I work as a Paramedic, and I continued to do my job with ease. I continued to go to the gym. I felt normal. At 12 weeks I felt some occasional tightening in my abdomen but was assured it was normal. Around 20 weeks I was sitting in training at work and felt the first kick. I probably told everyone with much more excitement then they cared, but like most first time Moms, it was big deal to me. I continued to work. I vomited out the ambulance door on the way to calls more then once, but I kept it together.
Fast forward again, I went into labour at 30 weeks. Details are a different story. I had my boy Brandon. He weighed 3lbs 4oz. I was thrust into parenthood 10 weeks early at a critical time. I learned in that moment, I hadn’t truly experienced stress, until right now.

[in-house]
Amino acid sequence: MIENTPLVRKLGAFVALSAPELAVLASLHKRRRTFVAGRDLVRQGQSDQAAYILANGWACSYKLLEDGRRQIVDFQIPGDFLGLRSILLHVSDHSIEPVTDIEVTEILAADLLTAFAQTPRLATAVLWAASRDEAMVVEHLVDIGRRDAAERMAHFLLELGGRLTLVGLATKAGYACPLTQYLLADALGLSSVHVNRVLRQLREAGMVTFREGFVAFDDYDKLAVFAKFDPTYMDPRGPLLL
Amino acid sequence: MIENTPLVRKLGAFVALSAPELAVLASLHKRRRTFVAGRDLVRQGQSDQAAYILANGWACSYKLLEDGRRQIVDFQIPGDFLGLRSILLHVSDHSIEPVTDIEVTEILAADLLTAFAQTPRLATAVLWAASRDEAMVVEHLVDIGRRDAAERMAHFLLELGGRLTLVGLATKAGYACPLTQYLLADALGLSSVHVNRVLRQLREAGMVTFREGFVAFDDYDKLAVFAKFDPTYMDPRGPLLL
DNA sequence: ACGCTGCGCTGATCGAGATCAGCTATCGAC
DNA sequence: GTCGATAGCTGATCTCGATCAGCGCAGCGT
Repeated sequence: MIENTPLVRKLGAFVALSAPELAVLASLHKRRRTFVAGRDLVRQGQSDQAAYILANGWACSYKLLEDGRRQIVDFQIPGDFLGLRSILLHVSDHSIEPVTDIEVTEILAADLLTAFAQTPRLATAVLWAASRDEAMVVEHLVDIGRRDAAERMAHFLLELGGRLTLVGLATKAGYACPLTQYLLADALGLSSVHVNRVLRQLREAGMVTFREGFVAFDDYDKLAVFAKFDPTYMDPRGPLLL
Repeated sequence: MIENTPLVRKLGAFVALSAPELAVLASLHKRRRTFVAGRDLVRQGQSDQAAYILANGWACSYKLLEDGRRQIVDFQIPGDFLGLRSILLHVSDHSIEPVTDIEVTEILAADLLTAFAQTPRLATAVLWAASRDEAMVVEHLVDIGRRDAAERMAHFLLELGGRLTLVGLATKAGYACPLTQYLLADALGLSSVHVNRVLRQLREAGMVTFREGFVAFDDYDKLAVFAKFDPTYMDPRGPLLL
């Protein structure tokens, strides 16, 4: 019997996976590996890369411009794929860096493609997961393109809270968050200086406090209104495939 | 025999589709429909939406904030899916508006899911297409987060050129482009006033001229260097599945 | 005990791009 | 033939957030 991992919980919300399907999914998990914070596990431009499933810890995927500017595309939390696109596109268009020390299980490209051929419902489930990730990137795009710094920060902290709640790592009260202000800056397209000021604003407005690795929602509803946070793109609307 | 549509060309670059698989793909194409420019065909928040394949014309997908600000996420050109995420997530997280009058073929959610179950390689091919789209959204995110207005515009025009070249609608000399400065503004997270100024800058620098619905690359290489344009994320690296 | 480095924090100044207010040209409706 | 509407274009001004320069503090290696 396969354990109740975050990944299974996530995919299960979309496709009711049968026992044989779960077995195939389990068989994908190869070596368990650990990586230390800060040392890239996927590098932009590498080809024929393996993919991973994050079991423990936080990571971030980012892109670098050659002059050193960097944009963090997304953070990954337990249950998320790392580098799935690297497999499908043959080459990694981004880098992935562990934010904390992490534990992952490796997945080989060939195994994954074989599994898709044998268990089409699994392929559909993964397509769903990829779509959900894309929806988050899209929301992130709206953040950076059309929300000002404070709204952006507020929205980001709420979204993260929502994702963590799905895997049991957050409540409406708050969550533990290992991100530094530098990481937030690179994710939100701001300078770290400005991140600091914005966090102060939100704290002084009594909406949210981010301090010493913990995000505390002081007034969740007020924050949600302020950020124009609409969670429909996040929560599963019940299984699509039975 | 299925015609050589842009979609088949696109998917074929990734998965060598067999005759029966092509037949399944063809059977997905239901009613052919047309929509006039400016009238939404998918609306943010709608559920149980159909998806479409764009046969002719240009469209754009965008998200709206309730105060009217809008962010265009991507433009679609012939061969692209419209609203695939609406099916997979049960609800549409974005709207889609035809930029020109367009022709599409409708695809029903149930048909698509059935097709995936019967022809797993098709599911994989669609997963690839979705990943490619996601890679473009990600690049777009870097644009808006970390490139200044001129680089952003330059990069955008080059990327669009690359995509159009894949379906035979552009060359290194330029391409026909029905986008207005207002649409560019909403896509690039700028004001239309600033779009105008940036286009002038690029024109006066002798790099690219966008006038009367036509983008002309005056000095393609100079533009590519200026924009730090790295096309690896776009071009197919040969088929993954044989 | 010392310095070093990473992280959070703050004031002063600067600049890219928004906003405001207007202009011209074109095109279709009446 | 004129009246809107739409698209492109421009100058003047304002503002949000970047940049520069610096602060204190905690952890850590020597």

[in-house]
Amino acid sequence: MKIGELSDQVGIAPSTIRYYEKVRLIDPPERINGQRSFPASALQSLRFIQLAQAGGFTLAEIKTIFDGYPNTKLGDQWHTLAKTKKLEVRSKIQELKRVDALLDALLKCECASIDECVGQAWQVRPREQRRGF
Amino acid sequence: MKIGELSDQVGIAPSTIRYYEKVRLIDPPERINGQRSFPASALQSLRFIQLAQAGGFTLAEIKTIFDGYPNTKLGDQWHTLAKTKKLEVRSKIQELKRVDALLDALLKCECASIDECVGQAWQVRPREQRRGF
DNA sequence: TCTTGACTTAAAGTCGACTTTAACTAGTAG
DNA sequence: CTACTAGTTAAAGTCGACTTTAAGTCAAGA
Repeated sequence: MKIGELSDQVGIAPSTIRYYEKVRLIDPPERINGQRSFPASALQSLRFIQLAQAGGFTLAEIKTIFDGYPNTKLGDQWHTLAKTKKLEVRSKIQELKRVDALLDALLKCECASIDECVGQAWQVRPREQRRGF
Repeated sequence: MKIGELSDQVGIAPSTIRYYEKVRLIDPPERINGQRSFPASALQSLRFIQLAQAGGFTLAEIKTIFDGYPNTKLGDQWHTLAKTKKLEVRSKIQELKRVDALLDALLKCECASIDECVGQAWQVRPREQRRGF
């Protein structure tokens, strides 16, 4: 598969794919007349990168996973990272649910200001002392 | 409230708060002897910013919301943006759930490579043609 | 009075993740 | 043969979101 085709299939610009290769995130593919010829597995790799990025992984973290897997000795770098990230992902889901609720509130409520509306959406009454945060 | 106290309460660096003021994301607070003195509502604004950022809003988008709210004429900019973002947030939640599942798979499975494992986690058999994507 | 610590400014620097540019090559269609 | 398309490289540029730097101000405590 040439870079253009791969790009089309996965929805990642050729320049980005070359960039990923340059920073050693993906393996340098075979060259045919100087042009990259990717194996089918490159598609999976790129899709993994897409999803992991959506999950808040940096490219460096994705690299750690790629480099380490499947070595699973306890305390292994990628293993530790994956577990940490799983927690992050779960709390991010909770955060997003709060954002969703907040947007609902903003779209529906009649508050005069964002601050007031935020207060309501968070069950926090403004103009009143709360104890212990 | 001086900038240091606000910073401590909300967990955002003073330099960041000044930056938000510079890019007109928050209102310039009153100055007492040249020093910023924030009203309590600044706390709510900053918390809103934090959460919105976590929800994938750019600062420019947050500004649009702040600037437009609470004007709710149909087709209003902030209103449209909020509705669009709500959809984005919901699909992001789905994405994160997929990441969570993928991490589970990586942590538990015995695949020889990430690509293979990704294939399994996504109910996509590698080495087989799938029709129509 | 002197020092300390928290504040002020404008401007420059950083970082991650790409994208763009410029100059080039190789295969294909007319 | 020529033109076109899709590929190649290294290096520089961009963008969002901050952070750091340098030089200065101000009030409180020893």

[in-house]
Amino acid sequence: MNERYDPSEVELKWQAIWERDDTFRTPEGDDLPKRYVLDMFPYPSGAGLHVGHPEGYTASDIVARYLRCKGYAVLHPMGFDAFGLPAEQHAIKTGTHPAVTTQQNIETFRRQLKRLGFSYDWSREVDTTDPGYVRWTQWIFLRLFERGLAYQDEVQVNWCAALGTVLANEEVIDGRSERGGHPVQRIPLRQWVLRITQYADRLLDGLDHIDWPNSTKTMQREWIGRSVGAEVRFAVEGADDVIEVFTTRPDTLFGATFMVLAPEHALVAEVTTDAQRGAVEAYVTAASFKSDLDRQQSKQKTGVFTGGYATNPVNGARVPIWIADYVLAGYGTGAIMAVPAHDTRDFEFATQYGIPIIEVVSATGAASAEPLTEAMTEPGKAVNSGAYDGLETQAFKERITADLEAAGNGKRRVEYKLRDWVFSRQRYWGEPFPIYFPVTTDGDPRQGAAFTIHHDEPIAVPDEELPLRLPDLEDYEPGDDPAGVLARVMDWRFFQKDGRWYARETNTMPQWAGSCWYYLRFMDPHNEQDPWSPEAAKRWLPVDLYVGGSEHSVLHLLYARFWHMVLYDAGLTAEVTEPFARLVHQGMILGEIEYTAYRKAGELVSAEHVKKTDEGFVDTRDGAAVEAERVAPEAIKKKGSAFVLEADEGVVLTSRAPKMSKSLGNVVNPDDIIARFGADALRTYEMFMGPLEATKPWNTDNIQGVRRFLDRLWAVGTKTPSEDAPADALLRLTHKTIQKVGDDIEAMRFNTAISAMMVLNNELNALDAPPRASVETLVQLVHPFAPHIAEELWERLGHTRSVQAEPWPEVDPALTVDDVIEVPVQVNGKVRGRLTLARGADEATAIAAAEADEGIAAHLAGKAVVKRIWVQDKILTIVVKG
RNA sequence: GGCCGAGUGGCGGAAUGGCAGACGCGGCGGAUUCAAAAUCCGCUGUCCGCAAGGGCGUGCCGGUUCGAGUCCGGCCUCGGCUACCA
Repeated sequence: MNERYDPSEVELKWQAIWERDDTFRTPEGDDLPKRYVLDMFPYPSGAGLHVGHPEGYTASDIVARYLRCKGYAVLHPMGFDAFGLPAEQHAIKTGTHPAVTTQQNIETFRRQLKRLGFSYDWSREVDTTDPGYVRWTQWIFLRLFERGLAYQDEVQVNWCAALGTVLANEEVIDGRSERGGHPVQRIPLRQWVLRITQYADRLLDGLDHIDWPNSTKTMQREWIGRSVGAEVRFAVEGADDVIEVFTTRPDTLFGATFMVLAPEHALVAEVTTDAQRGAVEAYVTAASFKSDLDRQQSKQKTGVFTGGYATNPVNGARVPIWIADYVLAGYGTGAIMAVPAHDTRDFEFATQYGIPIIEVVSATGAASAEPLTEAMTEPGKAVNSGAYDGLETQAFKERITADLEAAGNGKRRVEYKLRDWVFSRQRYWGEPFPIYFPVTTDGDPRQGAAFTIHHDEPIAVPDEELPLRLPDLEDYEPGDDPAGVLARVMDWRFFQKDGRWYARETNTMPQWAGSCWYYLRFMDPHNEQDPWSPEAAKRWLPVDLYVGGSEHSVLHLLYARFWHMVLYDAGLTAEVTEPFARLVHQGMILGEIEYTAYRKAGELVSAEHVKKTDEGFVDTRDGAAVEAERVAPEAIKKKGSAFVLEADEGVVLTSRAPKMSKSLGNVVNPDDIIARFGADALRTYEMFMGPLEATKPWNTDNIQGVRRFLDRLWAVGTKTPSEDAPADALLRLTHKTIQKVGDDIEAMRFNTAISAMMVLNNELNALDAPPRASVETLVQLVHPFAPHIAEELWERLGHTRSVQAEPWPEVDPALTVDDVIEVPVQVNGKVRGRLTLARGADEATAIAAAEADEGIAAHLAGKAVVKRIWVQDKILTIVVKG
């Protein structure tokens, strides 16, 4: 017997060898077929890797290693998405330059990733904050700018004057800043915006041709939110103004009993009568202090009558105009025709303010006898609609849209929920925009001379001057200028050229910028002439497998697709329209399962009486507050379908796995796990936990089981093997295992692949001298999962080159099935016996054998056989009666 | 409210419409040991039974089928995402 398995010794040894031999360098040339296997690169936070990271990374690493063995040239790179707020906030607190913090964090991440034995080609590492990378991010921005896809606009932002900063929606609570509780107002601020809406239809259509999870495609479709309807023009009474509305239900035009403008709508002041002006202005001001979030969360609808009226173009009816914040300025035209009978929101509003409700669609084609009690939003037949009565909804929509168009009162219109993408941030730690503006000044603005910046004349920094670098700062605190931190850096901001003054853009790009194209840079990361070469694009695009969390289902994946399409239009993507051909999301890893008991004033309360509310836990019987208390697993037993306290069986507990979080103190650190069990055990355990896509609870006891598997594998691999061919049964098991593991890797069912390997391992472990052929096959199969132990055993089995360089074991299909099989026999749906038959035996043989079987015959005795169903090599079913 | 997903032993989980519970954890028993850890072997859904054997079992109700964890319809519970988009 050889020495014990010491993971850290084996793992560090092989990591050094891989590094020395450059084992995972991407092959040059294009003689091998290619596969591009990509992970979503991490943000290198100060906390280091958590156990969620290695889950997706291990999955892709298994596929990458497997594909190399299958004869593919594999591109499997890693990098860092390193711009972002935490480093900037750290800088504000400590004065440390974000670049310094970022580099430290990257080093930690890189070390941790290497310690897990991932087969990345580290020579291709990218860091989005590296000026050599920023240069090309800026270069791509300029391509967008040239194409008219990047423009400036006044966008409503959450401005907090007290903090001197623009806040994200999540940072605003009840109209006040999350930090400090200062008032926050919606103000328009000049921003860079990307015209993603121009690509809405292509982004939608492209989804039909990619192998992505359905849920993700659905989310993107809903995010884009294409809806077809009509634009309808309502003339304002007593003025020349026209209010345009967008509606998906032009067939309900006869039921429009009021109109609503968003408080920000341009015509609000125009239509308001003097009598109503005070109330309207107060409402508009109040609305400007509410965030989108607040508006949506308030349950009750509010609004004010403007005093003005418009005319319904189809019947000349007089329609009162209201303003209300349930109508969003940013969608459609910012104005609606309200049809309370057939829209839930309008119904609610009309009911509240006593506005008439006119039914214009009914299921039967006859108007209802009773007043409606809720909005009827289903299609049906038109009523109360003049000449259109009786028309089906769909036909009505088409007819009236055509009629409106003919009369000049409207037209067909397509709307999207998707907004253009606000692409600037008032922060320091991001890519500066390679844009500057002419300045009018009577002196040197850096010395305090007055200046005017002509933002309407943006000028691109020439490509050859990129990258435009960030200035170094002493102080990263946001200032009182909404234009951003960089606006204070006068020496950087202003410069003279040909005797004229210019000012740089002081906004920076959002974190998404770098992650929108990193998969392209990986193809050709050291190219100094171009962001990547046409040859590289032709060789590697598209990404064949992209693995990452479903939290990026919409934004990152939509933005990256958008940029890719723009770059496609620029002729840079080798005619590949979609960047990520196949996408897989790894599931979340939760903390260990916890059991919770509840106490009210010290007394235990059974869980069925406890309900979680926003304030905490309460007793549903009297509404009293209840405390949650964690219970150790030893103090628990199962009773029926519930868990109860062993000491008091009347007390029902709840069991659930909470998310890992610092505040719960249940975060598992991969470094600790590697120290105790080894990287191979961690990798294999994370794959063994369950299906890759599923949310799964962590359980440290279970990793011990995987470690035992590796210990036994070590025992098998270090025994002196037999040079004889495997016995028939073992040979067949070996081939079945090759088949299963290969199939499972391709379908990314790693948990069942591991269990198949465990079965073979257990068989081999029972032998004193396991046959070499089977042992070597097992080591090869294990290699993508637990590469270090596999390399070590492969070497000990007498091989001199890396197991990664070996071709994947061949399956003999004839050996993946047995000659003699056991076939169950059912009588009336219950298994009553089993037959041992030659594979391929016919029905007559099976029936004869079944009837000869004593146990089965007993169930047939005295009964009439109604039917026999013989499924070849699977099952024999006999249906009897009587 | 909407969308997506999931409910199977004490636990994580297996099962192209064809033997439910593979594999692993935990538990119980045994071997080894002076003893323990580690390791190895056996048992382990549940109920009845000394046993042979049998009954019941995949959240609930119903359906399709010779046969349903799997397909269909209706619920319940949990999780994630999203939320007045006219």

I remembered all those material things, I was spoiled and selfish. I now was up close and personal with stress. I had support from family and friends but I had an internal battle of my own to try and cope with through this experience. I felt guilt, loss, self pity, anger, denial, happy, sad, not in any particular order. I felt less than blessed.
I should mention during my labour a “Fellow Pediatrician”, made me aware of all the negative potentials, void of emotion or anything positive. This is my first memory of “Mama Bear.” I leave that to your imagination of how that conversation went down.
Seeing my son in the incubator, which I soon dubbed the greenhouse, was surreal. I sat there in a wheel chair, legs still like bambi, my hemoglobin in my boots, my skin feeling so soft and lacking the belly that was just starting to really show. I didn’t know what to feel. People were talking to me from all corners. My response: I picked up my phone, called my employer and asked if I could have private insurance coverage. Why did I do that? I have no idea. My point, we do strange things under stress.